Your voyage apart from diving

Diving in Antarctica and the Arctic is a fantastic adventure, but our usual land outings are alsoamazing. With the prior approval of your expedition leader, you can choose to participate in our thrilling shore excursions and Zodiac cruises instead of diving. This combination characterizes the uniqueness of our voyages, which will give you the ultimate polar experience.

Our Zodiacs can take you safely into beautiful fjords, among pack ice, and to shore sites. We usually organize one morning excursion and one after lunch. The duration of excursions may vary, but they normally take three to four hours.

While you are on land, it is important to follow the instructions of our guides. It is not allowed to leave the group. In the Arctic, for example, we must take polar bear danger seriously. Polar bears are naturally camouflaged, so they can show up anywhere and attack without warning.

We also cannot touch, remove, or take or anything else from the environment or its monuments. This includes plants, stones, feathers, or anything else.

Disturbing the animals is also highly forbidden. Some birds nest on the ground, so be careful where you walk, and do not approach nests. When a bird’s nest is disturbed, it is extremely vulnerable to predators looking for eggs and chicks.

Diving FAQ & final notes

How deep do we dive?

Our maximum depth is 20 meters (65 feet). Many dive sites have slopes or faces that go deeper than this, so divers must act responsibly and show self-discipline.

What is the average visibility?

Ample pack ice often means flat water and clear visibility, while little pack ice can mean plankton blooms due to additional daylight and swells. But ice and weather conditions are different every year, making visibility unpredictable.

What about currents and drift dives?

Currents are specifically mentioned at some of the sites where they may pose a problem. Currents could be present anywhere, at any time. We always check the current before diving. We do not do drift dives. Drifting pack ice makes this too hazardous. If ice arrives while divers are underwater, it can be hard to see them if they surface among it. We only dive near icebergs that are hard aground or floating in water clear of brash ice or pack ice.

Do I need a full-face mask?

This is up to you and based on whether you are used to diving with a full mask.

What type of gloves should I bring?

Use a minimum of 7mm wetsuit gloves, otherwise we recommend dry suit gloves.

Why do I need two regulators?

We dive with two separate outlets (DIN and Yoke connection), so in case of a free flow (freezing) of one of your regulators, you have the second regulator as a back-up.

Can I have one regulator with DIN valves and the other with ISO?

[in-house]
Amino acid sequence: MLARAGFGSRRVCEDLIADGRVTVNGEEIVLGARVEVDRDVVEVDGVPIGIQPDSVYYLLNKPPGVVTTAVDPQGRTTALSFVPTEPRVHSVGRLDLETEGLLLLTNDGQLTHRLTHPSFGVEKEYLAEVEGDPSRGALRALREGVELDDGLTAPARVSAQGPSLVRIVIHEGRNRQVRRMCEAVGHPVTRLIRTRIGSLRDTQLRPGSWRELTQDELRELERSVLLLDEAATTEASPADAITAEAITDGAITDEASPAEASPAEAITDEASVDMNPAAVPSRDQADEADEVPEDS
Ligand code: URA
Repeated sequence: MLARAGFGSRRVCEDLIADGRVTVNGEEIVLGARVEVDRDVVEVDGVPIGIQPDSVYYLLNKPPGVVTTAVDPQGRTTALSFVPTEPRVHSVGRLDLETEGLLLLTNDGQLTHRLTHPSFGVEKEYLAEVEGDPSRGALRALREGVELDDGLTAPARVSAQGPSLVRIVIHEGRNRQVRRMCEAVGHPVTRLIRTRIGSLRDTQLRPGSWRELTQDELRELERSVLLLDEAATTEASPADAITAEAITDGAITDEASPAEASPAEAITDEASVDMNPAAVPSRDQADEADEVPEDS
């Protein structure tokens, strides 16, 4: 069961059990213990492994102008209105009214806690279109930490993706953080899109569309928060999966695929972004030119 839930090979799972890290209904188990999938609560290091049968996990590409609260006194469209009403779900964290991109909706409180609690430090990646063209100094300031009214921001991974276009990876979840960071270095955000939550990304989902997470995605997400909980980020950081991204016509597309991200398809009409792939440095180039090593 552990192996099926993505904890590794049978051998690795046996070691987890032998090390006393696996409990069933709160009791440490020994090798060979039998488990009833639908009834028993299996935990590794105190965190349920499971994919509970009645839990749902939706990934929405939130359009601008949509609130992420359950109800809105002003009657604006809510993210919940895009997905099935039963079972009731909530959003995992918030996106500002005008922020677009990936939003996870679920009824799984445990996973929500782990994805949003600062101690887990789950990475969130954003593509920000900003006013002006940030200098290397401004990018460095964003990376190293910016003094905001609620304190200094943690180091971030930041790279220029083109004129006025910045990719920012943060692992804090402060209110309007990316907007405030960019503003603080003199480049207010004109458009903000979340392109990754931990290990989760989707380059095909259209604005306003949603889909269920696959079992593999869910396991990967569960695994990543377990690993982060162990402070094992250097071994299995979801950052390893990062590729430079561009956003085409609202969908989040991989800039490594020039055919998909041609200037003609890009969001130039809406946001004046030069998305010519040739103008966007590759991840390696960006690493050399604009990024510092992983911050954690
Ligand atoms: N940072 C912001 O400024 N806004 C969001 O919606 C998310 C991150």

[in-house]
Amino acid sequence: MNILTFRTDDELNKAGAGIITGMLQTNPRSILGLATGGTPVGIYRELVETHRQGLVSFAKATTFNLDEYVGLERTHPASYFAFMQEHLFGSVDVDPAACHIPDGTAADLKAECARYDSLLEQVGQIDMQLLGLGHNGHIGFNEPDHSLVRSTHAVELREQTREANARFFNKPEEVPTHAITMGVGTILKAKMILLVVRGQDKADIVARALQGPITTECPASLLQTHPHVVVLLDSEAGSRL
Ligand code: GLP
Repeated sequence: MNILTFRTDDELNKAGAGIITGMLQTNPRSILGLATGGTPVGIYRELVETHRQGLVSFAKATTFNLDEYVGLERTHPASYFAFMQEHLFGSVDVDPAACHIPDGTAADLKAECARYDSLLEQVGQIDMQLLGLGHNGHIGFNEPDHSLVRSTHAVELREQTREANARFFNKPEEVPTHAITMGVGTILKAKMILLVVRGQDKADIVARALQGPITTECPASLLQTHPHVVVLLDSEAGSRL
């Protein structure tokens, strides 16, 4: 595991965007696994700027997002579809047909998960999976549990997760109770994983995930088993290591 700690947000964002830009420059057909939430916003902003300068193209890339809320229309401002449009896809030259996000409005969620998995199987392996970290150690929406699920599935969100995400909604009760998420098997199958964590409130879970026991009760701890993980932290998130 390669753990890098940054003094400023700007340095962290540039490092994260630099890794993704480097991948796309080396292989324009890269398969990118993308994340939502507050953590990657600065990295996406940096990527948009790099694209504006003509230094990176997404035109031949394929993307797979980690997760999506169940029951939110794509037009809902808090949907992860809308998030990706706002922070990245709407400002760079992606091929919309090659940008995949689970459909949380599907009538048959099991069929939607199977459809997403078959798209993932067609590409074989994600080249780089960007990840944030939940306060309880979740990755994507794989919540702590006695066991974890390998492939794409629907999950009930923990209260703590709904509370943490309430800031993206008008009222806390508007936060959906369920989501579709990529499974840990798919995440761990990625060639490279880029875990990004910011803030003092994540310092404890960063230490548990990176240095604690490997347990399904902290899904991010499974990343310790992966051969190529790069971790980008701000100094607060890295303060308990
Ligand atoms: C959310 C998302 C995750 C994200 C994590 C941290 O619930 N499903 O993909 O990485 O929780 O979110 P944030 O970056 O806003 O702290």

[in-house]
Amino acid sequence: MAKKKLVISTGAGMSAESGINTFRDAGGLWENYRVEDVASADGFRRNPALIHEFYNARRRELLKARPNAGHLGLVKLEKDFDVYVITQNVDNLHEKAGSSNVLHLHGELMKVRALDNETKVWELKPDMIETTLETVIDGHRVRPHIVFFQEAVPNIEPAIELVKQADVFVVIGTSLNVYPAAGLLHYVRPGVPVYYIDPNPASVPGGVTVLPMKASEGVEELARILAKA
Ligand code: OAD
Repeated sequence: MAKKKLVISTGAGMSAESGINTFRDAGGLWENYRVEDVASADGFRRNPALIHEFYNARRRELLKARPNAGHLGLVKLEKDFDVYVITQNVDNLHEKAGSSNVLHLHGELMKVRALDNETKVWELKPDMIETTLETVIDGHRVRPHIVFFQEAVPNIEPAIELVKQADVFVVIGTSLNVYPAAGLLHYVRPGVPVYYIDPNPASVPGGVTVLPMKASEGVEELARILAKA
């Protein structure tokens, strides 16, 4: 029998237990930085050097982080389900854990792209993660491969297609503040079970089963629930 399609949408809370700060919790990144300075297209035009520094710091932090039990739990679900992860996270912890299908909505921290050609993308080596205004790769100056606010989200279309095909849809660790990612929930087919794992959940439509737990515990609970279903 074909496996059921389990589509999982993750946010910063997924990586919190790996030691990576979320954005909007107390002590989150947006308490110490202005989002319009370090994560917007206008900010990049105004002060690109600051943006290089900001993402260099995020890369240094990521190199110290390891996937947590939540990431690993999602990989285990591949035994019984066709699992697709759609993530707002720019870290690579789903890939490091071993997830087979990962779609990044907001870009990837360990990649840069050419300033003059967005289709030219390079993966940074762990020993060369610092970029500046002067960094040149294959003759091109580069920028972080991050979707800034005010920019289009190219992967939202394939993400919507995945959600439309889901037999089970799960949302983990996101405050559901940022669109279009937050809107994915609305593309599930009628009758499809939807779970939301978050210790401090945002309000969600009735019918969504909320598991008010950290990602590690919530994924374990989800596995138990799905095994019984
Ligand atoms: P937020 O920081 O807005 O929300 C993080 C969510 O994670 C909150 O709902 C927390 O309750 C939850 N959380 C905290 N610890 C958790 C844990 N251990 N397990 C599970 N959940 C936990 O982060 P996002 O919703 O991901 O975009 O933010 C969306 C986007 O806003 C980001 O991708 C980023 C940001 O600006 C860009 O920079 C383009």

Yes, we have adapters on board that we can put in the valve to connect with an ISO regulator. The DIN connection will fit without the adapter.

Do I need a waterproof bag to carry my smaller items?

It is good to bring a waterproof bag to use while preparing your dive equipment on deck. In the Zodiac, it is best not to bring more than your necessary dive equipment.

What is the water temperature in the polar regions?

Around freezing or slightly below.

Final notes

  • Polar diving is an equipment-intensive activity, and ice diving in particular requires extensive equipment due to the cold and remote locations. Divers in cold water may have higher air consumption, expend more energy, and become fatigued easier. Cold water also decreases your ability to perform complex manual tasks.
  • The snorkel is a vital part of your safety equipment and will often be used when diving with seals and other wildlife.
  • Do not bring any new equipment you have not tested in the water. The polar regions are not the place to test new equipment. Please make sure you have done at least four or five dives with your equipment. This will allow you to fine-tune your buoyancy, trim characteristics, and take note of how much weight you need when diving.
  • Contact your airline about luggage restrictions and request a special allowance for your dive equipment prior to departure. All excess baggage is at your own expense.
  • Divers are expected to prepare their own equipment in advance of each dive and take care of it afterward. Bring spare parts for your regulators and dry suit in case of leaks or damage.
  • We do not have rentals on board. Please make sure you check out all your dive gear before leaving. Bins are available for storage.
  • Keep in mind while packing dive gear that you will need to carry your own equipment in and out of the Zodiac for filling and logistical changes.
  • Please get travel insurance! Participation in an expedition cruise is 100% at your own risk. In our travel documentation (specifically our personal information form for scuba diving), all passengers need to sign a liability statement in which they agree that Oceanwide Expeditions and dive staff are exempt from responsibility for personal injury and property damage, including loss of items. Oceanwide cannot accept any liability claims.